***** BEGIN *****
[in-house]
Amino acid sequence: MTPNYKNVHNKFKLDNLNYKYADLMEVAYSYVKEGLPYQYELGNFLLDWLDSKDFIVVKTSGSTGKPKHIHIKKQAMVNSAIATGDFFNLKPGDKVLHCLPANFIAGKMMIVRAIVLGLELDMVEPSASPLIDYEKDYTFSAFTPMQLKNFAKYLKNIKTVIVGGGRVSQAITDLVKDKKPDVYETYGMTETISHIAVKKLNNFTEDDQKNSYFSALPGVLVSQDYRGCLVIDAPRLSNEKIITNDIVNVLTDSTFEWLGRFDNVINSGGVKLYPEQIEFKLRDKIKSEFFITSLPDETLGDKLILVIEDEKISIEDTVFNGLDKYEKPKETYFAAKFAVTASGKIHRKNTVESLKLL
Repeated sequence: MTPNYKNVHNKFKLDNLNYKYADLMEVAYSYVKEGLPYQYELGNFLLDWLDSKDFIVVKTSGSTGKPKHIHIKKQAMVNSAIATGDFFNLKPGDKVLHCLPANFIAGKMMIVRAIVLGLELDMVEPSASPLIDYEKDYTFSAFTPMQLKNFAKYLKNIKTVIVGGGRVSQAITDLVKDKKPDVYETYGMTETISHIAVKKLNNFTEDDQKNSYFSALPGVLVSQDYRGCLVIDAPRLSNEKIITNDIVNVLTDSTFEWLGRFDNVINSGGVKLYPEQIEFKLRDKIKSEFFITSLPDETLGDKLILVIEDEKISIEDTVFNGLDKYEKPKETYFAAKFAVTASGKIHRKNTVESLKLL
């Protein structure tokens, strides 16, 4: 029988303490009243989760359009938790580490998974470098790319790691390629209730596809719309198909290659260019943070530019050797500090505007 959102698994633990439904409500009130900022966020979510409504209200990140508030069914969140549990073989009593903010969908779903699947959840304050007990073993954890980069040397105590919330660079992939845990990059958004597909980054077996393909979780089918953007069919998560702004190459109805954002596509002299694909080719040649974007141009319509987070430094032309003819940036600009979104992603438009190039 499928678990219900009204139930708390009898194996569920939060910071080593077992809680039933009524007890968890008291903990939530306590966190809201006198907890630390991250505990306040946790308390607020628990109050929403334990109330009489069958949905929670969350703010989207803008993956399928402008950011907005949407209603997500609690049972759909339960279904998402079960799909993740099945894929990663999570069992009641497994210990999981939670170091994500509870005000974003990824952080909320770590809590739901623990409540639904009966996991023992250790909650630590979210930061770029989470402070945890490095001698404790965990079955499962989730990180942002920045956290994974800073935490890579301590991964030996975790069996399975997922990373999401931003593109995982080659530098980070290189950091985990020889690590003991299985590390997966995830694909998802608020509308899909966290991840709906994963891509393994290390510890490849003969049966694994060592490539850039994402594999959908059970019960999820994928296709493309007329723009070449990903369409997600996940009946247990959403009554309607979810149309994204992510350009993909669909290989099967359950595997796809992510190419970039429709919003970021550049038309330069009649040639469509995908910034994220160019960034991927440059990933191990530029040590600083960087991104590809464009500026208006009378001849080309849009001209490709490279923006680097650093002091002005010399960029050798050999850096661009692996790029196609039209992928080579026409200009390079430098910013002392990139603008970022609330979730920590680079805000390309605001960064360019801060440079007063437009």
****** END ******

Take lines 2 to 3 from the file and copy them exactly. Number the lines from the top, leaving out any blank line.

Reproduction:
Amino acid sequence: MTPNYKNVHNKFKLDNLNYKYADLMEVAYSYVKEGLPYQYELGNFLLDWLDSKDFIVVKTSGSTGKPKHIHIKKQAMVNSAIATGDFFNLKPGDKVLHCLPANFIAGKMMIVRAIVLGLELDMVEPSASPLIDYEKDYTFSAFTPMQLKNFAKYLKNIKTVIVGGGRVSQAITDLVKDKKPDVYETYGMTETISHIAVKKLNNFTEDDQKNSYFSALPGVLVSQDYRGCLVIDAPRLSNEKIITNDIVNVLTDSTFEWLGRFDNVINSGGVKLYPEQIEFKLRDKIKSEFFITSLPDETLGDKLILVIEDEKISIEDTVFNGLDKYEKPKETYFAAKFAVTASGKIHRKNTVESLKLL
Repeated sequence: MTPNYKNVHNKFKLDNLNYKYADLMEVAYSYVKEGLPYQYELGNFLLDWLDSKDFIVVKTSGSTGKPKHIHIKKQAMVNSAIATGDFFNLKPGDKVLHCLPANFIAGKMMIVRAIVLGLELDMVEPSASPLIDYEKDYTFSAFTPMQLKNFAKYLKNIKTVIVGGGRVSQAITDLVKDKKPDVYETYGMTETISHIAVKKLNNFTEDDQKNSYFSALPGVLVSQDYRGCLVIDAPRLSNEKIITNDIVNVLTDSTFEWLGRFDNVINSGGVKLYPEQIEFKLRDKIKSEFFITSLPDETLGDKLILVIEDEKISIEDTVFNGLDKYEKPKETYFAAKFAVTASGKIHRKNTVESLKLL